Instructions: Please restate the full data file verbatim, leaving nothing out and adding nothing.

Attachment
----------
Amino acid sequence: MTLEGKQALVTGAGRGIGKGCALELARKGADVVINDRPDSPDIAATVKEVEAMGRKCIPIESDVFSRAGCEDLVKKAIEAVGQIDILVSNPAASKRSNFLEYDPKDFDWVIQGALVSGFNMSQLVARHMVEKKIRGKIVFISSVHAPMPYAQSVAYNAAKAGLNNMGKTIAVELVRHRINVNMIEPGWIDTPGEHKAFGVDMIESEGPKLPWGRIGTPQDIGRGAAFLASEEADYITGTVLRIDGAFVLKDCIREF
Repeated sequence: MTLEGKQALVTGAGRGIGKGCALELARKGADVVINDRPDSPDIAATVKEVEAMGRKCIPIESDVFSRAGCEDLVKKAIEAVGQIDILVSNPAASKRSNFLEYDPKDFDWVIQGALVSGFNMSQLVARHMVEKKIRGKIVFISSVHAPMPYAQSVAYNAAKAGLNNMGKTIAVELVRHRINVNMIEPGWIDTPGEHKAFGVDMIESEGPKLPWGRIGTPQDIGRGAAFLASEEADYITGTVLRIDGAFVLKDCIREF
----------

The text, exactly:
Amino acid sequence: MTLEGKQALVTGAGRGIGKGCALELARKGADVVINDRPDSPDIAATVKEVEAMGRKCIPIESDVFSRAGCEDLVKKAIEAVGQIDILVSNPAASKRSNFLEYDPKDFDWVIQGALVSGFNMSQLVARHMVEKKIRGKIVFISSVHAPMPYAQSVAYNAAKAGLNNMGKTIAVELVRHRINVNMIEPGWIDTPGEHKAFGVDMIESEGPKLPWGRIGTPQDIGRGAAFLASEEADYITGTVLRIDGAFVLKDCIREF
Repeated sequence: MTLEGKQALVTGAGRGIGKGCALELARKGADVVINDRPDSPDIAATVKEVEAMGRKCIPIESDVFSRAGCEDLVKKAIEAVGQIDILVSNPAASKRSNFLEYDPKDFDWVIQGALVSGFNMSQLVARHMVEKKIRGKIVFISSVHAPMPYAQSVAYNAAKAGLNNMGKTIAVELVRHRINVNMIEPGWIDTPGEHKAFGVDMIESEGPKLPWGRIGTPQDIGRGAAFLASEEADYITGTVLRIDGAFVLKDCIREF